Anyways, these are just so preliminary thoughts. So.
caitri: (books)
Previously I had a long and rambly post about women's writing that I want to bring up again because I found a lovely nugget in Joad Raymond's Pamphlets and Pamphleteering in Early Modern Britain. He reprints a comic poem by John Taylor (cited in The Penguin Book of Renaissance Verse 1509-1659, selected by Norbrook, ed. Woudhuysen (1982), p. 740) that talks about pamphlets, which was also apparently yet another word for prostitute:

For like a Whore by day-light or by candle,
'Tis even free for every knave to handle:
And as a new whore is belov'd and sought,
So is a new Booke in request and bought.
When whores wax old and stale, they're out of date,
Old Pamphlets are most subject to such fate.
As whores have Panders to emblazon their worth,
So these have Stationers to set them forth.
And as an old whore may be painted new
With borrowed beauty, faire unto the view,
Whereby shee for a fine fresh whore may passe,
Yet is shee but the rotten whore she was.
So Stationers, their old cast Bookes can grace,
And by new Titles paint a-fresh their face.
Whereby for currant they are past away,
As if they had come forth but yesterday.

*NB. All italics are represented as in the text, as they were presumably printed in the 16th c. Also, "Stationers" is a catch-all term for those in the booktrades, so printers, engravers, binders, and even booksellers.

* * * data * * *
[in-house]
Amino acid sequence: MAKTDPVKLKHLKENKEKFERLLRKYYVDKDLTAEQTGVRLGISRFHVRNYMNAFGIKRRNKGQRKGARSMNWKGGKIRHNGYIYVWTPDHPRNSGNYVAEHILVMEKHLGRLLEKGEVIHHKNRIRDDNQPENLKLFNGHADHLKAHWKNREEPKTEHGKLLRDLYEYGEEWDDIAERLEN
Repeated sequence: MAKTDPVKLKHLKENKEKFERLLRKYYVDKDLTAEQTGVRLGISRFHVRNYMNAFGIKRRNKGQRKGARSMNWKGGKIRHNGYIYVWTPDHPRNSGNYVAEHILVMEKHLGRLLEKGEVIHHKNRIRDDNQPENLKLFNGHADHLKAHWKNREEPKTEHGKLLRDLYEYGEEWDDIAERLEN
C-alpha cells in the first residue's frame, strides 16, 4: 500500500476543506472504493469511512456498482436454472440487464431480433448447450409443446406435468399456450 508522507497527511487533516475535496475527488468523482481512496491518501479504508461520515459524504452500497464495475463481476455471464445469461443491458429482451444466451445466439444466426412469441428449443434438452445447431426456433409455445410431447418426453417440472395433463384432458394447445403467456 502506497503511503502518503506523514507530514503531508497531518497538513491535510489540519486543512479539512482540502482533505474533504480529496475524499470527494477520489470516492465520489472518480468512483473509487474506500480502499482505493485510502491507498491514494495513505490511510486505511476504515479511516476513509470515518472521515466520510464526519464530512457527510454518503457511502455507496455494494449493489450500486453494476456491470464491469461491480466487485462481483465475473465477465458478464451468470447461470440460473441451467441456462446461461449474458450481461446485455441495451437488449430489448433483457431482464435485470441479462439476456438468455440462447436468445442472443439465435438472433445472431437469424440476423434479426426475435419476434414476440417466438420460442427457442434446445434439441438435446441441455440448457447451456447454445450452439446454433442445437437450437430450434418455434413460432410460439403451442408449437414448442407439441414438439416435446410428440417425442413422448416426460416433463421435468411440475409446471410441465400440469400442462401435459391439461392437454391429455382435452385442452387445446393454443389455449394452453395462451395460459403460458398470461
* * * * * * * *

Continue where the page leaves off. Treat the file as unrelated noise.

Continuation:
I'm finding it increasingly fascinating and creepy how there is a consistent language connecting women's writing with women's bodies, especially with regards to being read and consumed. I suppose an analog is the "Biblical" (can someone correct me here--I'm thinking this is KJV and therefore 1611 language) phrase "to know" someone ie. "to have sex with them," knowledge/"carnal knowledge" etc.

~

Other interesting things:

Genre Wars: SFF at the AWP Conference

Both women fielded questions about breaking into science fiction as a male-dominated field. Le Guin’s response—that she “didn’t care what men were doing,” that it wasn’t a feminist movement, but “just taking over,” was patently great. Gloss was quick to point out, though that the question had disregarded the masculinity of the literary canon. Their “take-over” was not of an inherently misogynist genre, but of a larger, male-dominated publishing industry and culture.

...

Mamatas went a slightly different route, tracing the history of publishing to highlight its economic divisions. The pulps, produced for and by the working class, and the “slicks,” which paid their authors and were only accessible to the middle and upper class, is just one example of this phenomenon. If the middle class is in charge of schools, he said, the schools will work in the mode of the middle class. Like Wonders and Kanaka, though, Mamatas spoke in terms of the larger picture—it’s high time that we stop pretending that the literary world’s dialogue about genre has anything at all to do with “bad writing” alone. Surprisingly, art doesn’t exist in a vacuum—economic or otherwise.